Subspecies discrimination in the Scandinavian beaver (Castor fiber): combining behavioral and chemical evidence

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Abstract:

Geographic isolation is one of several models that has been proposed to explain the evolutionary course of speciation. In this study, we examined how geographical isolation may affect subspecies discrimination in the free-ranging Scandinavian beaver (Castor fiber fiber L., 1758) by simulating a territorial intrusion by using scent (castoreum and anal gland secretion) from a con-subspecific (N = 8 for castoreum and N = 7 for anal gland secretion) and a hetero-subspecific (Castor fiber albicus Matschie, 1907; N = 2 for both castoreum and anal gland secretion). Direct observations of 33 families during evenings showed that beavers (i) sniffed castoreum but not anal gland secretion from C. f. fiber significantly longer than from C. f. albicus and (ii) responded aggressively (i.e., stood on the mound on their hind feet, pawing and (or) overmarking) significantly longer to castoreum but not anal gland secretion from C. f. fiber than from C. f. albicus. When experimental scent mounds were allowed to remain overnight, the response was significantly stronger to castoreum but not to anal gland secretion from C. f. fiber than from C. f. albicus. Gas chromatographic comparisons of castoreum and anal gland secretion from the two subspecies supported our behavioral observations for castoreum but not for anal gland secretion. These findings suggest that geographical isolation has developed discriminatory abilities in C. f. fiber. We further suggest that the proximate factors involved are of environmental origin.

L'isolement géographique est l'un de plusieurs modèles proposés pour expliquer le développement de la spéciation au cours de l'évolution. Notre étude examine comment l'isolement géographique peut affecter la reconnaissance des sous-espèces chez le castor de Scandinavie (Castor fiber fiber L., 1758) sauvage par la simulation d'une intrusion territoriale au moyen d'odeurs (castoréum et sécrétions de la glande anale) provenant d'animaux la même sous-espèce (castoréum, N = 8, sécrétions de la glande anale, N = 7) et d'une autre sous-espèce (Castor fiber albicus Matschie, 1907; N = 2 pour le castoréum et les sécrétions de la glande anale). Des observations directes de 33 familles en soirée indiquent que les castors (i) reniflent le castoréum, mais pas les sécrétions des glandes anales, de C. f. fiber significativement plus longtemps que les mêmes substances provenant de C. f. albicus et (ii) qu'ils réagissent agressivement (position debout sur les pattes arrières sur les monticules, coups de pattes et (ou) marquage excessif) significativement plus longtemps au castoréum, mais non aux sécrétions des glandes anales, de C. f. fiber, qu'aux mêmes substances provenant de C. f. albicus. Si les monticules portant les odeurs sont laissés toute la nuit, la réaction est significativement plus forte au castoréum, mais non aux sécrétions de la glande anale, de C. f. fiber qu'aux mêmes substances provenant de C. f. albicus. Des analyses comparatives par chromatographie en phase gazeuse du castoréum et des sécrétions des glandes anales des deux sous-espèces appuient nos observations comportementales dans le cas du castoréum, mais pas dans celui des sécrétions des glandes anales. Ces résultats indiquent que l'isolement géographique a permis le développement de capacités de discrimination chez C. f. fiber. Nous croyons que les facteurs proximaux impliqués sont d'origine environnementale.[Traduit par la Rédaction]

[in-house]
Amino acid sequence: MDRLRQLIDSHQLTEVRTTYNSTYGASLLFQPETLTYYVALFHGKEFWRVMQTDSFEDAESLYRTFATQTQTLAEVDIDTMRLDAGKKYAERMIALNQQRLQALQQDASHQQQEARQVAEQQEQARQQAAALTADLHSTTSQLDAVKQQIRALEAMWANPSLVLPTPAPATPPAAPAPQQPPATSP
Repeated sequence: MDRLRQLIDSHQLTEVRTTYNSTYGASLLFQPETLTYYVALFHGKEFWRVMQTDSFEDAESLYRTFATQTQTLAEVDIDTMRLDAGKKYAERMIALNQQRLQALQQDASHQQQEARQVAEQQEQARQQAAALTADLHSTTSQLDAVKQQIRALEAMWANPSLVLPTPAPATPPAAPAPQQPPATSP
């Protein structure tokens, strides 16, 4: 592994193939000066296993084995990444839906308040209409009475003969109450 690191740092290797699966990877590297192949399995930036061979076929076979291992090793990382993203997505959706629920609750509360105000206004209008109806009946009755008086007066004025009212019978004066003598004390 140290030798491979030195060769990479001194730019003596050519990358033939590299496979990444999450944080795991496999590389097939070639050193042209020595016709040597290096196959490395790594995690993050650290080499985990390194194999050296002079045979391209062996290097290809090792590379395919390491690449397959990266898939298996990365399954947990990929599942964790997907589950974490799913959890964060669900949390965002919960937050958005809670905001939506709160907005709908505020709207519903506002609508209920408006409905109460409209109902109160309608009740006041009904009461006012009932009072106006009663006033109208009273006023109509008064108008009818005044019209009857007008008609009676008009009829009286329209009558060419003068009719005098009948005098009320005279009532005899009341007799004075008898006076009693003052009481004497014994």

Document Type: Research Article

Publication date: June 1, 2004

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  • Published since 1929, this monthly journal reports on primary research contributed by respected international scientists in the broad field of zoology, including behaviour, biochemistry and physiology, developmental biology, ecology, genetics, morphology and ultrastructure, parasitology and pathology, and systematics and evolution. It also invites experts to submit review articles on topics of current interest.
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